GO THE GOOD BODY Eve Ensler’s The Vagina Monologues broke ground in 1996 with its focus on women’s relationship to their genitalia. In her latest work, the feminist activist and playwright uses her belly as a launch pad to critique women’s obsession with their appearance. Besides sharing the familial roots of her personal angst about her body (roots including a handsome dad and critical mom), Ensler portrays other driven women, including Helen Gurley Brown, still doing ab crunches at 80; a Latina named Carmen, proud of her butt but ashamed of her “spread”; and a heavyset gal at a fat farm raging at “skinny bitches” who make her look bad. There’s nothing eye-opening about Ensler’s message about the detrimental power of media images, nor are her character renditions especially memorable or outstanding. The large proscenium stage, with its inexplicably drab set, works against her also. But her warmth and wit ultimately compensate for the “haven’t we been this route before?” aspects of the show. When she introduces the African and Indian women she’s met — people who wisely know and love their bodies — her material takes on the empowering universality we’ve been waiting for all along. Peter Askin directs. Richmark Entertainment and Jonathan Reinis Productions at the Wadsworth Theater, Veterans Administration grounds, 11301 Wilshire Blvd., Bldg. 226, W.L.A.; Tues.-Thurs., 7:30 p.m.; Fri., 8 p.m.; Sat., 2 & 8 p.m.; Sun., 3 & 7 p.m.; thru Feb. 12. (213) 365-3500. (Deborah Klugman)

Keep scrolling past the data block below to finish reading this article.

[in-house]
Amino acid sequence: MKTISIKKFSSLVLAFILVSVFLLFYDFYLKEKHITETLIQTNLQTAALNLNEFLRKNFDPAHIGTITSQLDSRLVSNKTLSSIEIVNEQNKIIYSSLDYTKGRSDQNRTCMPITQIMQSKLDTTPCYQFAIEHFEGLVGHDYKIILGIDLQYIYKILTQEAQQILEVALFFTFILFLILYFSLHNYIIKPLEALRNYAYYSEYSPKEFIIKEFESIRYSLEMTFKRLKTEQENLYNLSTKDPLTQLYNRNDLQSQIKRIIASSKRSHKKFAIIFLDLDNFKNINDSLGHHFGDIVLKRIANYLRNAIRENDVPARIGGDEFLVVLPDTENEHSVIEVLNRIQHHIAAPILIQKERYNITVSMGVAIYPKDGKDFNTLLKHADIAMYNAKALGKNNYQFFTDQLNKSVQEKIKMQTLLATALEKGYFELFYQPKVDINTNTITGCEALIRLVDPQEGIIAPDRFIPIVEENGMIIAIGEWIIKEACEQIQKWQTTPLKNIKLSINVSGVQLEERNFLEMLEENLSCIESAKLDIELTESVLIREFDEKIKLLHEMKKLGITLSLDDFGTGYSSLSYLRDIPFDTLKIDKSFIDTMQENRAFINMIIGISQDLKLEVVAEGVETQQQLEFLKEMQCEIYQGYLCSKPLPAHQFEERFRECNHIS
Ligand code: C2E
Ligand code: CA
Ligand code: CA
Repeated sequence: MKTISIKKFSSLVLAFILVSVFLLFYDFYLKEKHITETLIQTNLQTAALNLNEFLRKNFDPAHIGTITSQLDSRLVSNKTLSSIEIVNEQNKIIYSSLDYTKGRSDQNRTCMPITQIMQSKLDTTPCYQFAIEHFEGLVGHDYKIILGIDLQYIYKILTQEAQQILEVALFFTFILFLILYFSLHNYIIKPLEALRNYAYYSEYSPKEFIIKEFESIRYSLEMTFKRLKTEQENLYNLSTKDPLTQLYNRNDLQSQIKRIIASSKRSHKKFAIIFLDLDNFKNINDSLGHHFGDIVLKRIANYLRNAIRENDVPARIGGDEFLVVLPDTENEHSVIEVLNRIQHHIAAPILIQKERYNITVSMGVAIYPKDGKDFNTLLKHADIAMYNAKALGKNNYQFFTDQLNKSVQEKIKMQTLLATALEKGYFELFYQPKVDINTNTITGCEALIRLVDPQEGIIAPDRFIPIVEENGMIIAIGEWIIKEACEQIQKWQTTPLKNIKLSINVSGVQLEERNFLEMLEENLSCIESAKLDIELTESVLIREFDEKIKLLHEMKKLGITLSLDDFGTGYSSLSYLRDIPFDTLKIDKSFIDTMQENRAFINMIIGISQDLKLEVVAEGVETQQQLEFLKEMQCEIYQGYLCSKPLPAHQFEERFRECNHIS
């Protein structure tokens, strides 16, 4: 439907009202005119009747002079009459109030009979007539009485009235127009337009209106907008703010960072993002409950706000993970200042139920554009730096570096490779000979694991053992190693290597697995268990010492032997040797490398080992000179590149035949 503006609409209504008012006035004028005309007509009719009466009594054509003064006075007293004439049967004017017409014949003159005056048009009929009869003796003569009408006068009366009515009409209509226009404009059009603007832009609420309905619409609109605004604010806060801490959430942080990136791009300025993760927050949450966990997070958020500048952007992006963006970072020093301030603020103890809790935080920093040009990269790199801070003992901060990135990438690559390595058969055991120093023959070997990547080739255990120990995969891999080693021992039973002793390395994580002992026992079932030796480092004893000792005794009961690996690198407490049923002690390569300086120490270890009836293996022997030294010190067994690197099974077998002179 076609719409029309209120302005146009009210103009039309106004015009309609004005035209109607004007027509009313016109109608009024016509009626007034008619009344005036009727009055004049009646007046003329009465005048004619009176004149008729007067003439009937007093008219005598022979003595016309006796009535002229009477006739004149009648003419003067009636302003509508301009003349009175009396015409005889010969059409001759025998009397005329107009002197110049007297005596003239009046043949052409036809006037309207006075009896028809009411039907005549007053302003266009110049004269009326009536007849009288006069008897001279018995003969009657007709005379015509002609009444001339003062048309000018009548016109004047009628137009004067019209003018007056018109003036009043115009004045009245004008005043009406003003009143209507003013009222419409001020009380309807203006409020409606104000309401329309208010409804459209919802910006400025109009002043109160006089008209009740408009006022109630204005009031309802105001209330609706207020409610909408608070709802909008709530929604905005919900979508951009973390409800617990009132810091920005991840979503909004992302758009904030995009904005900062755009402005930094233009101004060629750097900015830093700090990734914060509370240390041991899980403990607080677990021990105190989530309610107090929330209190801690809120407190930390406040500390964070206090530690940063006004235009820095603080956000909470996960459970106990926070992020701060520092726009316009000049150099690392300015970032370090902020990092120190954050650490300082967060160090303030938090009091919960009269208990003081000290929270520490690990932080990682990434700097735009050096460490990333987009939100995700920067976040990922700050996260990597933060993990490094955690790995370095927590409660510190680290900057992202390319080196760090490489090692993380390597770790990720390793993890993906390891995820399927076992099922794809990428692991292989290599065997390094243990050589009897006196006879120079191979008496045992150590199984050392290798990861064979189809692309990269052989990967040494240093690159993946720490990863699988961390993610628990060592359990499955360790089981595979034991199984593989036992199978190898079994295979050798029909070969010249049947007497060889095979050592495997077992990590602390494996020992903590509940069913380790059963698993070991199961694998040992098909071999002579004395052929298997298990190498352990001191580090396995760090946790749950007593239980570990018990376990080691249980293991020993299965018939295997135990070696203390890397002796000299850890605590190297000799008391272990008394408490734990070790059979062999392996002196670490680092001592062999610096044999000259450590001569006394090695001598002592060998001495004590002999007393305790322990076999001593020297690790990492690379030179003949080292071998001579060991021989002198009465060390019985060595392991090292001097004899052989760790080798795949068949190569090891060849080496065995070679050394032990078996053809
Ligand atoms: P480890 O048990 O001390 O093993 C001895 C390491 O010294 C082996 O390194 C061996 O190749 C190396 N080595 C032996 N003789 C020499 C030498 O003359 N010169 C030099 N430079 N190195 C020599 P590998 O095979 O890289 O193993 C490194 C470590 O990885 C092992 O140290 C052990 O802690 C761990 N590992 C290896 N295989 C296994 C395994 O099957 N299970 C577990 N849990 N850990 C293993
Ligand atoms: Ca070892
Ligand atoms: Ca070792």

GO INSIDE THE CREOLE MAFIA It’s Mardi Gras. Mark Broyard and Roger Guenveur Smith return with a “post-Katrina” version of their performance piece that’s been trotted about the country since the early ’90s. It received an L.A. Weekly Theater Award in 1993, and also earned Broyard and Smith the keys to New Orleans. They play on and around Travis Hammer's cluttered Creole shrine with fine-tooth combs suspended in the air as an open taunt to anyone with hair too thick to pass through those teeth, which are a stand-in for the gates of Heaven. This is a show ostensibly about being in the “club,” a buoyant standup/sketch comedy routine in which women are hauled onto the stage to dance to “When the Saints Come Marching In,” with these clowns in white suits and silk shirts, and the audience is grilled on their knowledge of Creole terms. So what is an octoroon? Shame on you for not knowing. Broyard plays straight man to Smith’s vain, grinning neurotic who in a sketch called “Creoles Anonymous” plays the sponsor (God help us). The sponsor undergoes a complete meltdown over obsessions with his hair, the shape of his buttocks, his genitals. In this mocking homage to ethnic pride, the clouds of Hurricane Katrina billow and build on screens behind the vaudeville, threatening to blow away not only a city, but an entire era of identity politics. This show may look and sound like San Francisco Mime Troupe street theater, but the weather, and those photos, have transformed it into a variation on Chekhov. Luna Ray Films and the Evidence Room, 2220 Beverly Blvd.; Fri.-Sat., 8 p.m.; thru March 5. (213) 381-7118. (Steven Leigh Morris)
Advertising disclosure: We may receive compensation for some of the links in our stories. Thank you for supporting LA Weekly and our advertisers.